CCUE prize for Kevin Killeen

Another day, another prize!

We’ve just heard that Kevin Killeen has been awarded the CCUE Book Prize 2010 for his book Biblical Scholarship, Science and Politics in Early Modern England: Thomas Browne and the Thorny Place of Knowledge. The prize is awarded annually for the best scholarly book in the field of English studies by an early-career academic.

Biblical Scholarship, Science and Politics in Early Modern England

This is not the first time Kevin Killeen’s book has caught the attention of an award panel. It was also shortlisted for the History of Science Society Watson Davis and Helen Miles Davis Prize 2010.

Other reviews:

‘The Thorny Place of Knowledge shows new sides to Browne’s religious, scientific and rhetorical practices. Its particular strengths are its revisonary focus on Browne’s thought in Pseudodoxia and its ability to tease out unexpected details that illuminate larger patterns of though and experience in the second half of the seventeenth century.’    Renaissance Quarterly

‘Browne is a pivotal figure, and Killeen’s book shows where Browne’s writings reveal some of the fault-lines in the intellectual culture of seventeenth-century England. Browne was also a very subtle writer, and the critic must delve below the smooth surface of his prose to see where he papers over the cracks in his philosophy. Kevin Killeen is a careful reader of Browne’s prose, and he offers us an instructive lead in this task.’    British Society for Literature and Science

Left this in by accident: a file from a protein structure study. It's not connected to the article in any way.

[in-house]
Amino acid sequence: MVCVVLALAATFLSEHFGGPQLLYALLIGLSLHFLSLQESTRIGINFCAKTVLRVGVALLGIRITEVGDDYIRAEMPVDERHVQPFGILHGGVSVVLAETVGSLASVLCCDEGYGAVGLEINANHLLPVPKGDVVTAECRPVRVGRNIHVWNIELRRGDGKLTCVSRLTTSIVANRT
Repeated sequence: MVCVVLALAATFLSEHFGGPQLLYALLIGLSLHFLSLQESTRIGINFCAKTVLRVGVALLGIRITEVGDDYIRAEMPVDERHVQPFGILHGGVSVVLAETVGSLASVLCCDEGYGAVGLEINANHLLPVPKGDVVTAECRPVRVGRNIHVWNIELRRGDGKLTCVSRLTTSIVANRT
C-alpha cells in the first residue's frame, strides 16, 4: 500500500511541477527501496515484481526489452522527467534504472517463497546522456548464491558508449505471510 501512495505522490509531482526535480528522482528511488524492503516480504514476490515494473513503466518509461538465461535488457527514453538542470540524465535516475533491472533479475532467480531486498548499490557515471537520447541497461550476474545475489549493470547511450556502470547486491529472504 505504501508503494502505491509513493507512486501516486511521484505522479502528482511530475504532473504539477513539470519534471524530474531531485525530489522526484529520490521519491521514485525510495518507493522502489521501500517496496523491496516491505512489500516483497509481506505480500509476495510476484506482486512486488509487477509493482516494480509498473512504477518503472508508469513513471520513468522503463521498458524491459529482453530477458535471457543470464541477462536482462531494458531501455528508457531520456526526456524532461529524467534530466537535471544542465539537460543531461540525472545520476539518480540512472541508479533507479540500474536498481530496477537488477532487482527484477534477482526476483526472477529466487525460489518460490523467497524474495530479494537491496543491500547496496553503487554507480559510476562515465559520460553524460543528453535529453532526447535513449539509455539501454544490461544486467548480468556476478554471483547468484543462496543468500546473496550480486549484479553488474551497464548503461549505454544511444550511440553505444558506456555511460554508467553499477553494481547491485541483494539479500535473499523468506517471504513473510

‘The sophistication and wealth of detail in this well-argued book preclude a fair summary in a brief review. … This excellent book, then, will be of interest to scholars across disciplines, especially those engaged in the history of science, the history of ideas, and literary criticism. Killeen seems to have mastered all of the relevant traditional and recent scholarship…’    1650-1850: Ideas, Aesthetics, and Inquiries in the Early Modern Era

Visit Kevin Killeen’s profile page on the University of York’s website

More information about Biblical Scholarship, Science and Politics in Early Modern England: Thomas Browne and the Thorny Place of Knowledge.

Leave a Reply

Fill in your details below or click an icon to log in:

WordPress.com Logo

You are commenting using your WordPress.com account. Log Out / Change )

Twitter picture

You are commenting using your Twitter account. Log Out / Change )

Facebook photo

You are commenting using your Facebook account. Log Out / Change )

Google+ photo

You are commenting using your Google+ account. Log Out / Change )

Connecting to %s